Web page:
PHS, emergency responders team up

‘There’s a gap between what EMS knows and how to care for these kids’
Monday, November 28, 2016

MINNEAPOLIS – A chance meeting between representatives of Pediatric Home Service and an EMS training officer for the Minneapolis Fire Department has led to a collaborative training program to ensure home health nurses and emergency response professionals can work together to care for very sick children.
“This is absolutely a need we’ve identified,” said Jill Wall, PHS infusion nurse educator. “There’s a gap between EMS knowledge (and how to care for) these kids. By doing this, it’s really brought collaboration between all of us to create a better scenario in the home between EMS, the family and nurses in the home to safely care for that patient.”
As part of the program, clinical staff at PHS provided education to trainers at Hennepin County Fire on respiratory care, such as proper airway management for patients with tracheostomy tubes; and home infusion lines, including how to use different types of infusion lines. Those trainers then trained EMS personnel.
When EMS responds to an emergency call for a medically complex child, the care they need is quite different than other emergency calls, says Bruce Estrem, PHS manager of clinical education.
“Most EMS (calls) respond to upper airway issues, but for the patients we have, it’s lower airway issues,” he said. “We teach how to respond to the patient, how to resuscitate and proper suction technique.”
The EMS trainers, in turn, educated PHS clinical staff on the various roles, skill sets and protocols in the “EMS world,” says Becca Pasch, PHS nurse training supervisor.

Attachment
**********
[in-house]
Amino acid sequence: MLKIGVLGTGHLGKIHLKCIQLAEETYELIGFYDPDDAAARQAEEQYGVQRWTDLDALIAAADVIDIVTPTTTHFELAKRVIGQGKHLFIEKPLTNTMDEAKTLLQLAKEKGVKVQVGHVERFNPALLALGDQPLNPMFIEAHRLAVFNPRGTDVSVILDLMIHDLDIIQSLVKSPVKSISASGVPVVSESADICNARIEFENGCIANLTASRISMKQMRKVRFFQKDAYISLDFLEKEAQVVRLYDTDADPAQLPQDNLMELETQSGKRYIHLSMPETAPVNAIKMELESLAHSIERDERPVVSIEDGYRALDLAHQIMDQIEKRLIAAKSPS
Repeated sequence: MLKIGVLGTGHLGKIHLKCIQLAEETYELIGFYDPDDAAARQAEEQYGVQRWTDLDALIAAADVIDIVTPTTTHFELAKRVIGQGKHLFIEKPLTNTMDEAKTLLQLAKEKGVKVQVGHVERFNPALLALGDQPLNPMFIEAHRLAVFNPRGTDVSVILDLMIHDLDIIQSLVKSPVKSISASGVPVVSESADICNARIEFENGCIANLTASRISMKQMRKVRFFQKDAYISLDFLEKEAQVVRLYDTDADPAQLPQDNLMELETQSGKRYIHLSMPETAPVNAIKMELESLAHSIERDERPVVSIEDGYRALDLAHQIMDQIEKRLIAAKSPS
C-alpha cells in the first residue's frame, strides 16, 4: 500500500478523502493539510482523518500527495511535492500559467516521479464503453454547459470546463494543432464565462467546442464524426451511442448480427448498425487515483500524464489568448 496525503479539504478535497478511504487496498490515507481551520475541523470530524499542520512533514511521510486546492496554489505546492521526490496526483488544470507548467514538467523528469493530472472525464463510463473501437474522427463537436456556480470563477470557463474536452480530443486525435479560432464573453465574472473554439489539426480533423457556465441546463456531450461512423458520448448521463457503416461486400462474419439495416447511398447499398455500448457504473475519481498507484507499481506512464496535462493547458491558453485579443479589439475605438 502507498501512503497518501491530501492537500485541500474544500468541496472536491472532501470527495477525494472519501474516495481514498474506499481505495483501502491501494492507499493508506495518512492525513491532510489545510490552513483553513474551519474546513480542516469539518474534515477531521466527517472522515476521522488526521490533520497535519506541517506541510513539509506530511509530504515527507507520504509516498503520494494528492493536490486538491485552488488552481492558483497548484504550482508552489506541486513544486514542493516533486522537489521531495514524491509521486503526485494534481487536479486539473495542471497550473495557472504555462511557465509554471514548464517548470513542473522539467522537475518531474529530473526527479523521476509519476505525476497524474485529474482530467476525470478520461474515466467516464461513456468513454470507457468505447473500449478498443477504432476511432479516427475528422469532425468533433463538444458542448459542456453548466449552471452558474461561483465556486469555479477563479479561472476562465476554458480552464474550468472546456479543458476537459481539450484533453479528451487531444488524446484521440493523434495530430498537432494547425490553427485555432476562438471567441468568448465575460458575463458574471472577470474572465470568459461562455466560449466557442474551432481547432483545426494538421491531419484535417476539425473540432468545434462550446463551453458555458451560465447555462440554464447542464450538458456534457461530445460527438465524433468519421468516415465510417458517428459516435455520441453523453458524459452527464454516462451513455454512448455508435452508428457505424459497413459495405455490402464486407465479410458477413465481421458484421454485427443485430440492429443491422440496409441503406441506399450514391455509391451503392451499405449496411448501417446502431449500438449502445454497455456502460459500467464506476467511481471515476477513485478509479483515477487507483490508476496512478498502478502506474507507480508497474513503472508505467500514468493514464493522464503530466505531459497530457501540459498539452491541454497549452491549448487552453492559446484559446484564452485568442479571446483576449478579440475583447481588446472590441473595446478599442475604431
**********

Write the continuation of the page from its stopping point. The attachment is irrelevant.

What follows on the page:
“It’s important for the nurse to know that when EMS arrives, not to back off but to stay in the picture, advocate for the patient,” she said. “EMS doesn’t work with these complex patients daily—our nurses do.”
For their part, EMS personnel may be the experts when it comes to emergency care, but for these children, it’s important to pull together as a team, says Amber Lage, EMS training officer for the Minneapolis Fire Department, who helped develop the program.
“Every time we get called to a child emergency—much less one with a medically complex child—our anxiety level skyrockets,” she said. “We really emphasize that, when we go on these calls, how important it is to communicate. The (families and nurses) are going to be the experts on these types of patients, so we pretty much leave egos at the door.”
Since the program launched, community-based nurses have reached out to PHS seeking training. In November, Estrem and Wall planned to head over the border to River Falls, Wis., to providing training to EMS staff in that fire department. Next April, PHS will host a conference at University of Northwestern-St. Paul. A previous half-day conference drew 75 attendees.